Those opposing the Aurat March have used several platforms to highlight their objections
The Aurat March is under fire once again. And this time, the backlash is far greater over a march that is yet to come (on March 8). Fierce criticism of some of the slogans and placards used during last year’s march continues to fuel passionate debate.
As the 2020 march draws closer, those opposing it are using several platforms to highlight their objections. A unanimous resolution condemning the Aurat March was recently passed by the Khyber Pakhtunkhwa provincial assembly. Ironically, a woman parliamentarian, Rehana Ismail, moved the resolution. She described the march calling ostensibly for women empowerment ‘un-Islamic and shameful’. Banners carrying slogans against Aurat March are being put up in Lahore by the Tanzeem-ul-Islam party.
Maulana Fazlur Rehman, head of the Jamiat Ulema-i-Islam Fazal (JUI-F) recently asked workers to stop the Aurat March. Posters advertising the Aurat March in Islamabad have since been torn down in large numbers.
Maulana Amjad Khan, the JUI-F deputy secretary, says the Aurat March goes against the norms and values of Islam. “There can be no doubt we favour women’s rights as defined in Islam. However, the organisers and those behind this march are promoting an agenda favouring vulgarity and anti-religious values. Our religious and cultural morals do not allow for such grubby programmes.”
Khan says that the groups involved in “this international agenda” do not represent women who follow Islam. “The rights that Islam has bestowed upon women are sufficient. That leaves no room for such campaigns. The leaders and organisers of the Aurat March must read the Holy Quran instead.”
Amjad Khan tells The News on Sunday that no specific directive has yet been received from the party’s central office to stop the Aurat March. “We will follow any we receive in this regard,” he reiterates.
Some of the placards displayed at last year’s Aurat March received a huge backlash. Two placards, in particular, stirred controversy: Khud khaana garm kar lo! (heat your own food), and Mera jism, meri marzi (my body, my choice).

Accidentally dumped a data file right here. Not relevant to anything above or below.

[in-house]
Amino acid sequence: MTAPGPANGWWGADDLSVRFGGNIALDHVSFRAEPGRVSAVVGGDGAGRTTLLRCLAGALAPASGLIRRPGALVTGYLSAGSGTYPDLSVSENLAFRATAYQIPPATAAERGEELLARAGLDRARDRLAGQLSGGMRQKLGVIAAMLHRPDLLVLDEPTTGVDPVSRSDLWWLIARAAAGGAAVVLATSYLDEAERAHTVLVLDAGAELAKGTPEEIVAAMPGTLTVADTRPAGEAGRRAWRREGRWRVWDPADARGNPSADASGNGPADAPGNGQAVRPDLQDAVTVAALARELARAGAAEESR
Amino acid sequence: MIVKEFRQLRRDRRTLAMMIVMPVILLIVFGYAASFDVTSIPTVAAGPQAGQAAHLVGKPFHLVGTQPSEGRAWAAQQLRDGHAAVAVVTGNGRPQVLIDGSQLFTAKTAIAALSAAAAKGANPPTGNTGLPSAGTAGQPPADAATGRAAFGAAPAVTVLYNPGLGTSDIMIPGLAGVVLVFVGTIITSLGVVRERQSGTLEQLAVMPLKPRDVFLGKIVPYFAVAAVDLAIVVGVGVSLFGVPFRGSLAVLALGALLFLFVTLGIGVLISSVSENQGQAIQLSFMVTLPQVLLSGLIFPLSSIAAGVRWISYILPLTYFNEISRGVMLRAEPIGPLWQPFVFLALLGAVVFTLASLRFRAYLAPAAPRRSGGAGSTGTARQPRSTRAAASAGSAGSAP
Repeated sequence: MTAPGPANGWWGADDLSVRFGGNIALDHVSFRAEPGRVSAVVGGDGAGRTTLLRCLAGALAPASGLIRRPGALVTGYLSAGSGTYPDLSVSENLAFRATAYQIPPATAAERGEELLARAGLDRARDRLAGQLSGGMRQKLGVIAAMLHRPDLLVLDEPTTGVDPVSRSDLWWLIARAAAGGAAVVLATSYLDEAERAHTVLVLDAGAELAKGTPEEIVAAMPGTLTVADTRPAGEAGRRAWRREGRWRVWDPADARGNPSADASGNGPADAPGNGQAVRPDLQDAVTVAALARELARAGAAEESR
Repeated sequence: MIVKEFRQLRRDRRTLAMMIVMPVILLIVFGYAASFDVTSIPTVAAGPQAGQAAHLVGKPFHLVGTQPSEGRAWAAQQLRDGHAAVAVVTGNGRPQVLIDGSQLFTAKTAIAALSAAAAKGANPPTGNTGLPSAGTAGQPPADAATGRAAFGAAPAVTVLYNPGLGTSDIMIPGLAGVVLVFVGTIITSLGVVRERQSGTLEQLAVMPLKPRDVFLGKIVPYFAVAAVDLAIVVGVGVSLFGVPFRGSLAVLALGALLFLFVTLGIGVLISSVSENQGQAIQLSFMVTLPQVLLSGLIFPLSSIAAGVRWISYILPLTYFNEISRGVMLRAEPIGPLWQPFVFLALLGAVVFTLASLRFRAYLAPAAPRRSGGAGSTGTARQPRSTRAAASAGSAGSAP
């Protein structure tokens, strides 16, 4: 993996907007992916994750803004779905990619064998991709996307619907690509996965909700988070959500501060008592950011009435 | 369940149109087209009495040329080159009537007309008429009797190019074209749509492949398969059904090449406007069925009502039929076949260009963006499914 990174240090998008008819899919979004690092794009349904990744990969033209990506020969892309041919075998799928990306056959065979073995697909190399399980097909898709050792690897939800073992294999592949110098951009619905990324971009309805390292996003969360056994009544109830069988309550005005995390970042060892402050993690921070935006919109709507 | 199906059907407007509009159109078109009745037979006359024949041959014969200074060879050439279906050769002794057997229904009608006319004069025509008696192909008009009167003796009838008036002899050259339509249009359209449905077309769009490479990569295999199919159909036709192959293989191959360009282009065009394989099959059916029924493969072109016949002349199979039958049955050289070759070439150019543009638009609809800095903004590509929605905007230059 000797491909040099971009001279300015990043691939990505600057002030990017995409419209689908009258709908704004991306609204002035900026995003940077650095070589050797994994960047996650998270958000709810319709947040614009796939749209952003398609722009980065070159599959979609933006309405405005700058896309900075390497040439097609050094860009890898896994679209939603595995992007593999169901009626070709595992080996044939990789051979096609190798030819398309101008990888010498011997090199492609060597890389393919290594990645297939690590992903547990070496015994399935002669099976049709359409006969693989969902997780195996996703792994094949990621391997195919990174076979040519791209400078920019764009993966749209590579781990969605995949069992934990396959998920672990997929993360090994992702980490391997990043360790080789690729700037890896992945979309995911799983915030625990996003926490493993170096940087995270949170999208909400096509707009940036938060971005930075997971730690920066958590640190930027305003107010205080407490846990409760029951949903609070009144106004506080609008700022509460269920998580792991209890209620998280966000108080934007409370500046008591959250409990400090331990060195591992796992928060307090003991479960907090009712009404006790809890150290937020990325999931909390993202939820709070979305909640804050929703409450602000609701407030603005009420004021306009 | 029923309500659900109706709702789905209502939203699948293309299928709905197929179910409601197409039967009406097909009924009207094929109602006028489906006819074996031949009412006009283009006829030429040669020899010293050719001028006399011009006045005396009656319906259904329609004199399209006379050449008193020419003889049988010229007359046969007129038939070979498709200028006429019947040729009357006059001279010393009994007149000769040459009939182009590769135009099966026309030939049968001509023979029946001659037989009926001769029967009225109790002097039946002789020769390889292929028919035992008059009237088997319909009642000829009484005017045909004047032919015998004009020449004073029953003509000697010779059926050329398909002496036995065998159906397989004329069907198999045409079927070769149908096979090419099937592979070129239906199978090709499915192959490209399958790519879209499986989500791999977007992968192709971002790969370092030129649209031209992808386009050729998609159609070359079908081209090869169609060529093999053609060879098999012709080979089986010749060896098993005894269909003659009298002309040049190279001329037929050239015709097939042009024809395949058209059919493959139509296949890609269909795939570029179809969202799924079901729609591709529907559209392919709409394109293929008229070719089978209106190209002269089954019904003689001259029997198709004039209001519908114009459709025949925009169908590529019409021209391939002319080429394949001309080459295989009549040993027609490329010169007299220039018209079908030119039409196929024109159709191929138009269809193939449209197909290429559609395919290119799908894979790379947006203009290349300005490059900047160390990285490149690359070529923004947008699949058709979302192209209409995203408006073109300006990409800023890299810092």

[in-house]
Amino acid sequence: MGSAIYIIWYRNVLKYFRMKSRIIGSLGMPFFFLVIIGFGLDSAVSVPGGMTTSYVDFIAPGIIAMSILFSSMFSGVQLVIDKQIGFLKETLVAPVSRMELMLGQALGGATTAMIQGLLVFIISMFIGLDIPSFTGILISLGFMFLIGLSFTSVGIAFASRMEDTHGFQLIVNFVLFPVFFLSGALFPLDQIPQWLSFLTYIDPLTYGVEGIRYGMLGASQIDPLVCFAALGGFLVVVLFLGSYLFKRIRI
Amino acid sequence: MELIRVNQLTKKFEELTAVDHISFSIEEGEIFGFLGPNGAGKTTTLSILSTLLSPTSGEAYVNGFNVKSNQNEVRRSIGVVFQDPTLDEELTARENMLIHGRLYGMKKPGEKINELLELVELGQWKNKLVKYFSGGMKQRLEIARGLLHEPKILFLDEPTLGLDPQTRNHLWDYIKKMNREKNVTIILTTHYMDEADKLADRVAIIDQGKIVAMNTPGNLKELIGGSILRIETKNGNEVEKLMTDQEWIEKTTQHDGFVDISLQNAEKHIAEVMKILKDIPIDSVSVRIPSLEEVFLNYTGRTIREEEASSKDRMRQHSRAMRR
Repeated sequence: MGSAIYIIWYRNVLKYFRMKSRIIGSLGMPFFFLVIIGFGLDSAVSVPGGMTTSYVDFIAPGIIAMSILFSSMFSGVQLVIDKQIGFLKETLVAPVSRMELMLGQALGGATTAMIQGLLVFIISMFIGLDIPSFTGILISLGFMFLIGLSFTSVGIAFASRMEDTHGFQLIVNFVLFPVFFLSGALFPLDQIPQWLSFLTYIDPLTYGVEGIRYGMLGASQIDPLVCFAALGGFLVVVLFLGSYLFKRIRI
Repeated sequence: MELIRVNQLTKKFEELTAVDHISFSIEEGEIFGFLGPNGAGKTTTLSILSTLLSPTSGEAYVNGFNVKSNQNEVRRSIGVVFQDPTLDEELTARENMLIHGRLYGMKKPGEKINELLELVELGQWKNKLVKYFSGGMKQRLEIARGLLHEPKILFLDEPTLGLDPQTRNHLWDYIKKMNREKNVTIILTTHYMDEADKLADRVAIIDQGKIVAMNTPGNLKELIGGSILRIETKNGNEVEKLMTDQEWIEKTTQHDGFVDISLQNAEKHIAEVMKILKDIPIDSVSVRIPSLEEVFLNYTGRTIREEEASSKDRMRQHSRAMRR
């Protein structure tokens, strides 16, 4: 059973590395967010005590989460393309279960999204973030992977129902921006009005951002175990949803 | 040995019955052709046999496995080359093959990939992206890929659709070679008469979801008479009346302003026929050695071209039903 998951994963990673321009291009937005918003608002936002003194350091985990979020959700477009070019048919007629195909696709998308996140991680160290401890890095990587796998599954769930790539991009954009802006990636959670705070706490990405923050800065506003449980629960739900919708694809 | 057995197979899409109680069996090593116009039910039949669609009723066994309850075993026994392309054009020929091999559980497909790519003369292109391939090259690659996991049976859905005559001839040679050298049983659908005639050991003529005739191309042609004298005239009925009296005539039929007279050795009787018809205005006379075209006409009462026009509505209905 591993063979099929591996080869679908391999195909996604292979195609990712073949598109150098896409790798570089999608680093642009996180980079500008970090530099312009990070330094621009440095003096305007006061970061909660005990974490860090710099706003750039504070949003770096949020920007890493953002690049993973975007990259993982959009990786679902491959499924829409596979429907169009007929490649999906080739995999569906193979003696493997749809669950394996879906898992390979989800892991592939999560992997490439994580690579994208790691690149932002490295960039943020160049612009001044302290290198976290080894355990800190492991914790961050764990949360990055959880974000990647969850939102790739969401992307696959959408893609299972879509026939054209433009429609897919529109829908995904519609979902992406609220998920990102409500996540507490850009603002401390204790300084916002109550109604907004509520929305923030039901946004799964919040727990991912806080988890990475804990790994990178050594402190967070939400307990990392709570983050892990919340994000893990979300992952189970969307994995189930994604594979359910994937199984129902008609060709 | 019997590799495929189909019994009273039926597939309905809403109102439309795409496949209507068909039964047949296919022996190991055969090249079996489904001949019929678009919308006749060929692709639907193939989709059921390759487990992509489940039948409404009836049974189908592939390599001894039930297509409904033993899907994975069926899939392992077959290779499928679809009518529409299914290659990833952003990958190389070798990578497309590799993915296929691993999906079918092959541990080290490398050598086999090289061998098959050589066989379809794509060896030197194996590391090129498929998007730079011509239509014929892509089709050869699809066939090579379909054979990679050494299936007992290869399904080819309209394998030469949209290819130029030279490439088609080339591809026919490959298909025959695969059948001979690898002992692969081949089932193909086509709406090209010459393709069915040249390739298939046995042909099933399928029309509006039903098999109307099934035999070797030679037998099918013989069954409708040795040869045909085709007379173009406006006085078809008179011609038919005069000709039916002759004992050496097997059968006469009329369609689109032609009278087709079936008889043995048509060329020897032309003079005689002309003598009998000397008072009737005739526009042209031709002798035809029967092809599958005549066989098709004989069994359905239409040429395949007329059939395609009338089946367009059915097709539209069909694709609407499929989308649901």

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Mirza Ayub Baig, the Tanzeem-ul-Islam Party’s communication head, says that the Aurat March is a platform being used to promote anti-Islamic values in the country. “We are unable to understand what more rights the participants of the march want; Islam has bestowed upon them rights that other religions do not,” he says. But he is quick to add: “We condemn any and all acts of brutality and unkindness against women or girls.”
A petition filed in the Sindh High Court by a woman said that ‘immoral slogans’ should not be allowed at the march. Another petition filed in the Lahore High Court by Azhar Siddique, chairman of the Judicial Activism Council, describes the march “against the very norms of Islam”.
“It is being argued that women are forced to demand their rights. But the question is what kind of deprivations are the participants of the Aurat March facing? Can they identify the rights that have been compromised in our society?”
Siddique goes on to argue that there are 85 women-specific laws in the country. “There are sixty nine women members in the national assembly including eight elected on general seats, 60 on reserved seat and one on a non-Muslim seat. In addition, there are 128 reserved seats for women in all four provincial assemblies.” He argues that representation in legislative councils is reflective of the status and ability of women to “enjoy their rights”.
On the other hand, the Jamaat-i-Islami (JI) has announced a 20-day campaign, from March 1 to March 20, for protection of women’s rights in the country. The JI will also mark the Women’s Day on March 8 by organising a national moot, Khawateen Takreem Conference, and a walk.
Explaining the objective of the three-week campaign, Qaiser Sharif, JI’s deputy information secretary, says they aim to create awareness about the “constructive role of women in their families and the society and to ensure security of women and their right to inheritance”.
“However, in line with the teachings of Islam, we are not in favour of ‘mixed culture’ in educational institutions and at work places”, he says, adding that Islam lays great emphasis on education, including girls’s education.
Unlike the JUI-F, the JI believes in the right to hold peaceful processions like the Aurat March. “Our party has no intentions to create any impediment to the participants of the Aurat March. They have every right to put forth their demands. Nevertheless, we believe that this group of women does not represent our society or their gender.”